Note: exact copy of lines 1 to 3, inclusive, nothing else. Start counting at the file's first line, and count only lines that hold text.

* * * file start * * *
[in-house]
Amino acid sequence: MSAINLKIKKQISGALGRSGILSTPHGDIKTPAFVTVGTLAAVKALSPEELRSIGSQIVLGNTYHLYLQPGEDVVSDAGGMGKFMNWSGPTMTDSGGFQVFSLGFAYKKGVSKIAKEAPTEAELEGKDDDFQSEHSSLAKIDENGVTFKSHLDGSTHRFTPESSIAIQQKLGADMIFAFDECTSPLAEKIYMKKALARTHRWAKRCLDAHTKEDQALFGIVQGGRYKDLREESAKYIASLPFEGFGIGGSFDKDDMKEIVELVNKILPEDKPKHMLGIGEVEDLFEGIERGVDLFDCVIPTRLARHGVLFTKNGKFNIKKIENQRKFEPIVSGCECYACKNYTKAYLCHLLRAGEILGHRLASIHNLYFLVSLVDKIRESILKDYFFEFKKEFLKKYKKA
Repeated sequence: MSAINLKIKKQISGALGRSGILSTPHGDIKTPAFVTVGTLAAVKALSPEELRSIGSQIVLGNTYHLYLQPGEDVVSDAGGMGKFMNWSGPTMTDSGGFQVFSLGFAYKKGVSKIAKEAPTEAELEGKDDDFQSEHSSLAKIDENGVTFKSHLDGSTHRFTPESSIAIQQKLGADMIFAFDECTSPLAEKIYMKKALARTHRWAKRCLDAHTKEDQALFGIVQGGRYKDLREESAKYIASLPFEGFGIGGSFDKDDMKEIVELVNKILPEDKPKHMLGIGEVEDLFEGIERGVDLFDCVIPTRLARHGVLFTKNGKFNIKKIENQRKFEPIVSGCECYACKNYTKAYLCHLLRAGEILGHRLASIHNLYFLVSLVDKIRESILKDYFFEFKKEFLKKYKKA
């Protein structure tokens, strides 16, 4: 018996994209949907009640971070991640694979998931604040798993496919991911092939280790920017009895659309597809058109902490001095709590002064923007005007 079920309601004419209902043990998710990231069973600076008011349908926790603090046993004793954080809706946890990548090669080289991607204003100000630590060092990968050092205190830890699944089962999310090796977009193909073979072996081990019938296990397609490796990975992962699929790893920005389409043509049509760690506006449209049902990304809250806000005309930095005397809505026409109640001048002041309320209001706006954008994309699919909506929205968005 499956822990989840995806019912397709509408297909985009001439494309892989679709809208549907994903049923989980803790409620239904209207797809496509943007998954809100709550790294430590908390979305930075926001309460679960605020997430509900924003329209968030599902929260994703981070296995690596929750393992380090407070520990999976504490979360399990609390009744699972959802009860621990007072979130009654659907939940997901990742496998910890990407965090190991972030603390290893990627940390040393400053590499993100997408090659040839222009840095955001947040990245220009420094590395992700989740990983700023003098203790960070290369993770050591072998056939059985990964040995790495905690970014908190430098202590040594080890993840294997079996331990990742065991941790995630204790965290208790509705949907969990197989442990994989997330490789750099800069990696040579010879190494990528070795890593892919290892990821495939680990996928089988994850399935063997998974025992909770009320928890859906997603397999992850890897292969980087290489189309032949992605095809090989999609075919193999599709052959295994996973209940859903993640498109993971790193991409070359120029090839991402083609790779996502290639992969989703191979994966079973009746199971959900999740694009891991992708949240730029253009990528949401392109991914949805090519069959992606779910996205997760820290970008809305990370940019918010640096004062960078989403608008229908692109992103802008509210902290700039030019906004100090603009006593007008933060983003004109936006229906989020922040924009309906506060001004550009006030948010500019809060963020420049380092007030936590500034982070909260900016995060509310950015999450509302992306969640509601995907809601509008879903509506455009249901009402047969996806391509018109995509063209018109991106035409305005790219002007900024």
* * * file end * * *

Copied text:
[in-house]
Amino acid sequence: MSAINLKIKKQISGALGRSGILSTPHGDIKTPAFVTVGTLAAVKALSPEELRSIGSQIVLGNTYHLYLQPGEDVVSDAGGMGKFMNWSGPTMTDSGGFQVFSLGFAYKKGVSKIAKEAPTEAELEGKDDDFQSEHSSLAKIDENGVTFKSHLDGSTHRFTPESSIAIQQKLGADMIFAFDECTSPLAEKIYMKKALARTHRWAKRCLDAHTKEDQALFGIVQGGRYKDLREESAKYIASLPFEGFGIGGSFDKDDMKEIVELVNKILPEDKPKHMLGIGEVEDLFEGIERGVDLFDCVIPTRLARHGVLFTKNGKFNIKKIENQRKFEPIVSGCECYACKNYTKAYLCHLLRAGEILGHRLASIHNLYFLVSLVDKIRESILKDYFFEFKKEFLKKYKKA
Repeated sequence: MSAINLKIKKQISGALGRSGILSTPHGDIKTPAFVTVGTLAAVKALSPEELRSIGSQIVLGNTYHLYLQPGEDVVSDAGGMGKFMNWSGPTMTDSGGFQVFSLGFAYKKGVSKIAKEAPTEAELEGKDDDFQSEHSSLAKIDENGVTFKSHLDGSTHRFTPESSIAIQQKLGADMIFAFDECTSPLAEKIYMKKALARTHRWAKRCLDAHTKEDQALFGIVQGGRYKDLREESAKYIASLPFEGFGIGGSFDKDDMKEIVELVNKILPEDKPKHMLGIGEVEDLFEGIERGVDLFDCVIPTRLARHGVLFTKNGKFNIKKIENQRKFEPIVSGCECYACKNYTKAYLCHLLRAGEILGHRLASIHNLYFLVSLVDKIRESILKDYFFEFKKEFLKKYKKA